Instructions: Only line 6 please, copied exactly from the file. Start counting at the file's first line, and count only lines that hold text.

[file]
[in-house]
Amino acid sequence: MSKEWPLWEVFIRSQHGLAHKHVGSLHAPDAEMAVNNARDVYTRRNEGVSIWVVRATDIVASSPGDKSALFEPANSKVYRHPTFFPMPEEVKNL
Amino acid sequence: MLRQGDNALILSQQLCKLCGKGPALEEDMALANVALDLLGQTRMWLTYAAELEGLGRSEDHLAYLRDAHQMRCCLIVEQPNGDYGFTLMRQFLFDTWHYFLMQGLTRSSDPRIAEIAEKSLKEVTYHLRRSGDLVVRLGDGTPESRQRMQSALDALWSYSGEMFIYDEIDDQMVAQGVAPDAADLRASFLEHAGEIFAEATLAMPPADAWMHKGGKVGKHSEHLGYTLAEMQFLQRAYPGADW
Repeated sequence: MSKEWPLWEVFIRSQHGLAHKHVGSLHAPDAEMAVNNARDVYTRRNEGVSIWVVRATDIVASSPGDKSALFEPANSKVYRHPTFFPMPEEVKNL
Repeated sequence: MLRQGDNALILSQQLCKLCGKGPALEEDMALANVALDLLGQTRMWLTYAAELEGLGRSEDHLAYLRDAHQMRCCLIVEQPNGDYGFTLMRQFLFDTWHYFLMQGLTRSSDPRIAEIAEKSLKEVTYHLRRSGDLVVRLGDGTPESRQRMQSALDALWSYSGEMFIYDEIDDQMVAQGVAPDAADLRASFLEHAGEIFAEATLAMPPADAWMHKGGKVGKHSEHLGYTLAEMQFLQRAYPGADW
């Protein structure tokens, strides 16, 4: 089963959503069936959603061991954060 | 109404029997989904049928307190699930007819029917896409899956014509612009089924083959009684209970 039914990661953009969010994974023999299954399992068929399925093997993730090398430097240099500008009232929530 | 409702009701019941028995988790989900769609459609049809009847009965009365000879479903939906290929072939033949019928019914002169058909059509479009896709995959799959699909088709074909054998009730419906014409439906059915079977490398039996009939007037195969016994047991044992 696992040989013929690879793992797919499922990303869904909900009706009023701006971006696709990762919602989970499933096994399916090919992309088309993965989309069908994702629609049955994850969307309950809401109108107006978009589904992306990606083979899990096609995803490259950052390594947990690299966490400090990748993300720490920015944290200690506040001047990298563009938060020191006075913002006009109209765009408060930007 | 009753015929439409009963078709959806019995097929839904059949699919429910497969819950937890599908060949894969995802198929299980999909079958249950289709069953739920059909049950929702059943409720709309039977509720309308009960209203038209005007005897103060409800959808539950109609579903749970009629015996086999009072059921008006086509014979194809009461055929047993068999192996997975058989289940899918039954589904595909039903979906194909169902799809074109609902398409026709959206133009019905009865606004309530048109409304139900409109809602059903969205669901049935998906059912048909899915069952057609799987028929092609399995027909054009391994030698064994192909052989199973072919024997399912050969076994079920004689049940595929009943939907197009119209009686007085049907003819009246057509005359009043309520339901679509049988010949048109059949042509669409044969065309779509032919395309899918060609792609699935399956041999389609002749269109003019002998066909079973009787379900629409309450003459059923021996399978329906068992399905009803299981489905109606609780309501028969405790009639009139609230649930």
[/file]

């Protein structure tokens, strides 16, 4: 089963959503069936959603061991954060 | 109404029997989904049928307190699930007819029917896409899956014509612009089924083959009684209970 039914990661953009969010994974023999299954399992068929399925093997993730090398430097240099500008009232929530 | 409702009701019941028995988790989900769609459609049809009847009965009365000879479903939906290929072939033949019928019914002169058909059509479009896709995959799959699909088709074909054998009730419906014409439906059915079977490398039996009939007037195969016994047991044992 696992040989013929690879793992797919499922990303869904909900009706009023701006971006696709990762919602989970499933096994399916090919992309088309993965989309069908994702629609049955994850969307309950809401109108107006978009589904992306990606083979899990096609995803490259950052390594947990690299966490400090990748993300720490920015944290200690506040001047990298563009938060020191006075913002006009109209765009408060930007 | 009753015929439409009963078709959806019995097929839904059949699919429910497969819950937890599908060949894969995802198929299980999909079958249950289709069953739920059909049950929702059943409720709309039977509720309308009960209203038209005007005897103060409800959808539950109609579903749970009629015996086999009072059921008006086509014979194809009461055929047993068999192996997975058989289940899918039954589904595909039903979906194909169902799809074109609902398409026709959206133009019905009865606004309530048109409304139900409109809602059903969205669901049935998906059912048909899915069952057609799987028929092609399995027909054009391994030698064994192909052989199973072919024997399912050969076994079920004689049940595929009943939907197009119209009686007085049907003819009246057509005359009043309520339901679509049988010949048109059949042509669409044969065309779509032919395309899918060609792609699935399956041999389609002749269109003019002998066909079973009787379900629409309450003459059923021996399978329906068992399905009803299981489905109606609780309501028969405790009639009139609230649930």